"Private Fittings," based on Georges Feydeau's "Tailleur pour dames," features a series of firsts. It's the first full-length play Feydeau wrote, the inaugural presentation of La Jolla's Sheila & Hughes Potiker Theater and the world premiere of a French-to-English translation by Tony-winning "Hairspray" co-librettist Mark O'Donnell. For the most part, it's a first-rate example of mistaken-identity farce.
“Private Fittings,” based on Georges Feydeau’s “Tailleur pour dames,” features a series of firsts. It’s the first full-length play Feydeau wrote, the inaugural presentation of La Jolla’s Sheila & Hughes Potiker Theater and the world premiere of a French-to-English translation by Tony-winning “Hairspray” co-librettist Mark O’Donnell. For the most part, it’s a first-rate example of mistaken-identity farce.
Moved up from 1886 France to present-day San Diego and acted to the hysterical hilt, Des McAnuff directs with such choreographic stylization that the show seems much like a musical without songs.
Feydeau reportedly spent his evenings at Maxim’s, a popular Parisian cafe, and wrote about the cheating spouses and scheming lovers he observed there. He shuffles his characters like chess pieces and McAnuff, along with movement coach Charlie Oates and choreographer Kelly Devine, treats their trysts as a lively game, resisting any misguided attempt to dig for subtext or justify absurd behavior with motivation. The production’s determined slamming-door silliness is part of its appeal, along with actors who race, leap and dash duplicitously around the stage.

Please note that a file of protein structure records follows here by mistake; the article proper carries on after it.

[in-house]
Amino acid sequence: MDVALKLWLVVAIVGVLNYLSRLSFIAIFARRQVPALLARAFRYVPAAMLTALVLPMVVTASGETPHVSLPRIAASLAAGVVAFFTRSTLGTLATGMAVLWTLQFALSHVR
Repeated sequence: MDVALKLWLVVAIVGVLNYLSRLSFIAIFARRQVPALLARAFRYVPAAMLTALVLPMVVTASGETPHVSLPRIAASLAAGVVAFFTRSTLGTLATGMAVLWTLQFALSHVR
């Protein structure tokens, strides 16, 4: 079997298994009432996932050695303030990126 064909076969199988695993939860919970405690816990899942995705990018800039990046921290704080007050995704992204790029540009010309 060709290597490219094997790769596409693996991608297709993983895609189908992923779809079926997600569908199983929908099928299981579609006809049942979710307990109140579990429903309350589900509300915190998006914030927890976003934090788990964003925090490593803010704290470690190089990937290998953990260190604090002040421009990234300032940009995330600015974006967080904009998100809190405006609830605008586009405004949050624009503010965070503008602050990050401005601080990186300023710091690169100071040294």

The production’s flavor is trumpeted cheerfully with the appearance of Eric (Kyle Fabel), a “spiritual healing therapist” who has spent the night away from home waiting for his mistress, Suzanne (Jessica Boevers). Fabel, an energetic and capable clown, is the show’s centerpiece and its funniest element.
In a laughably ludicrous sequence, this “swami charlatan” explains to wife Yvonne (Stana Katic) why he stayed out all night, claiming he had to nurse dying friend Drew (Chris Hoch). Drew then turns up, strong as an ox, doing pushups and lifting Eric in the air, and Eric’s desperate attempts to cue him into acting mortally ill fall on deaf ears.
O’Donnell’s madcap eccentrics include surfer dude Steve (Eric Wippo), the therapist’s inept personal assistant, and Harriet (Joan van Ark), Eric’s domineering mother-in-law, a bestselling author who advocates female assertiveness while silencing and controlling her daughter at every turn. Van Ark, dramatically dressed by Paul Tazewell in white sunglasses, white suit and shoes, has established a reputation for portraying vulnerable characters, so her interpretation of a vitriolic, ballsy bitch is particularly refreshing.
O’Donnell has a surefire flair for farcical mechanics. All of his characters contribute to the enjoyable mayhem, but some are stronger than others. Chris Kipiniak adds a suggestion of danger as Conan, ex-Navy seal and husband of Eric’s mistress. Conan announces a recurrent urge to kill people with menacing understatement, and though this homicidal hint ultimately comes to nothing, it does inject some excitement.
Boevers is allowed to explode, zip around on roller skates and scream behind closed doors. Of all the participants, she’s the one who remains most human, no matter how frenzied her actions.
Michael Friedman’s original music has a rollicking rhythmic feel that enhances the playful mood. Two extended scene changes, cleverly conceived by McAnuff, are more than simple transitions — cast members sing, skate and move furniture, and these interludes have the kick of production numbers.
The actors maintain such a relentless pace at times that important comic lines are obliterated. Luckily, there are so many of them that the occasional blurring of a bon mot isn’t felt as a deprivation. O’Donnell’s dialogue about adultery is also pertinent in any era, such as Eric’s remark, “Unseen is not the same as innocent,” and Conan’s comment, “I know, from my own behavior, how difficult men can be.”
Tailormade for laughs, O’Donnell’s hyperkinetic adaptation should find a future in regional outlets. It’s a fine fit for this new theater, and an audience-friendly way to launch the opening season.